Canada Games boys return from Alberta with 1-2 record
Pressure the puck in all zones.
Pressure the puck in all zones.
That might be a good mantra for the Canada Games boys hockey team, according to head coach Jay Glass.
“We’re going to be working on our fore-check, our defensive-zone play, our neutral-zone play – i.e. the trap – and we’re going to be working on our specialty teams,” he said.
The need to improve these points became evident following the teams sojourn down to Wild Rose country, where the Yukon boys opened their first series of exhibition games against teams outside of Calgary over the weekend.
Team Yukon opened the string of games against an Okotoks bantam AAA team, followed by match-ups against two midget AA teams, from Okotoks and Foothills.
The Yukon won its opening bout 3-2 against the bantams, but fell 11-0 to the Okotoks midgets and 12-2 against the Foothills.
“The scores weren’t really the most important thing to us, it was just our ability to play older, better players and see how our guys can compete,” Glass said.
“You’re always a little bit down when you get beat fairly handily, but the boys understood Sunday…there were a lot of positive things,” Glass said. “Again, they stepped up a level. We have a lot of 14-year-olds and 13-year-olds, and when you’re in there against 17-year-olds, a lot of those boys deserve a lot of credit just for being out there.”
He pointed out that the Yukon Canada Games squad– which has an average age between 14-15-year-olds – has players as young as 13-years-old, who were up against 17-year-old midget players in the second two games.
“So we’re basically caught in the middle,” Glass said, adding that nerves played a factor.
“One hundred per cent nerves. That first bantam game we were nervous, but that team is closer to our age so we were able to overcome it, and then when we hit the first midget game against Okotoks, of course the kids were nervous. Can you imagine being 13-years-old and being in there against a team loaded with 16- and 17-year-olds in a full-contact sport?”
The second midget game, against the Foothills, the score was 2-1 after the first period, 5-2 after the second and could have been 4-4 after two, Glass pointed out.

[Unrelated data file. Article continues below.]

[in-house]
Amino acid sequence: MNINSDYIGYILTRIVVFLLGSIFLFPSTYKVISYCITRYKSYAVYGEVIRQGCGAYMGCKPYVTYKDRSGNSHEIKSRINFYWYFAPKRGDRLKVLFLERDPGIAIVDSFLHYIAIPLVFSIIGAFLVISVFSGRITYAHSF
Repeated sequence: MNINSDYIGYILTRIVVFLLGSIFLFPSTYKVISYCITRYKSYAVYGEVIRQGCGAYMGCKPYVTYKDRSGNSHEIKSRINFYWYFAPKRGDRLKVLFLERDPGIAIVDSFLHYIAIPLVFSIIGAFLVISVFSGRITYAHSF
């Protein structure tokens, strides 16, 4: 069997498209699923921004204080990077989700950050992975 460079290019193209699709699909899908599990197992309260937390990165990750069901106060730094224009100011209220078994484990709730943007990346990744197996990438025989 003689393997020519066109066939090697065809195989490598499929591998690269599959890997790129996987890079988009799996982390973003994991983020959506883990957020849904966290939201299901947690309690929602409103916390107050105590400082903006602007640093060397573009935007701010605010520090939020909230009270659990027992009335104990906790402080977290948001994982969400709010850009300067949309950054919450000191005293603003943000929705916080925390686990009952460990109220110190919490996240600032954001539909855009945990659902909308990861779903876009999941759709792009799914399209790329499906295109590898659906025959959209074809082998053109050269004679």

“It’s just that they got a few breaks and we didn’t,” he said. “In the third period the wheels fell off for us. I think fatigue played a factor.
“We were pretty pleased with the first game and the third game.”
Size and strength set the Alberta clubs apart from the Yukoners.
“I thought we skated with them fairly well, but typically the older players are a little bit more organized and a little bit more calm with the puck,” Glass said.
Goaltending was a positive for the Yukon, Glass said of his three goaltenders, Nigel Sinclair-Eckert, Yougie Blackburn and Breyin Wiens.
“I was happy with our goaltending all weekend.”
The Yukon players also played well defensively in blocks, and able to follow the systems reasonably well, particularly for the club’s first set of games together, he added.
“On the downside, at times we lost focus; we need to work on our play in our own zone and we need to work on our neutral-zone trap, we’re going to employ some form of the trap, spinning off our fore-check. If we don’t have pressure, we’re going to sit back in a trap and play a real tight-checking game, and it’s just discipline,”
Glass said, adding, “Discipline was a problem at times. When I say discipline it’s not only penalties. When I speak of discipline, I’m talking more about discipline to the system we have to play, guys getting lost and starting to run around.”
But a team can always be better prepared at the start of any campaign, he noted.
The Yukon killed penalties well but failed to capitalize with the man advantage.
Glass said his team showed deft puck control but needs work getting pucks to the net.
“I have to say our penalty killing was the one thing that stood out to me as quite good on the weekend,” he said.
Glass also cited missing players key to special teams success: forward Jared Steinback, who plays with a bantam AAA team in Fort Saskatchewan; defenseman Mitch Read, who’s playing AA midget in London, Ont.; and forward Tyson Glass, who plays AA midget in Kelowna for Pursuit of Excellence.
To continue preparation for the 2011 Canada Winter Games in Halifax, N.S., the Yukon boys are on the ice Mondays, doing dryland training Wednesdays and Fridays and playing with the Bantam and Midget Mustangs a couple times each week.
In addition, Glass is hoping to secure a series of home games against Juneau midgets and an under-16 team out of Fairbanks before going to Richmond, B.C., over Christmas to compete in a midget AA tournament which will guarantee the Yukon five games.
“We’re going to work hard and get our systems fine tuned,” Glass said.
“We’re going to be playing guys our age (at the Canada Games), they’re just going to be very, very good players because they’re going to be the elite from their particular province. They’re not going to be as big and strong as these midget teams, but they’ll be as talented. So we’re not going to have as much of a size factor to deal with, but we’re still going to have some foot speed to deal with and some real talented players out there. That’s why we’re going to have to play a real disciplined, stingy game.”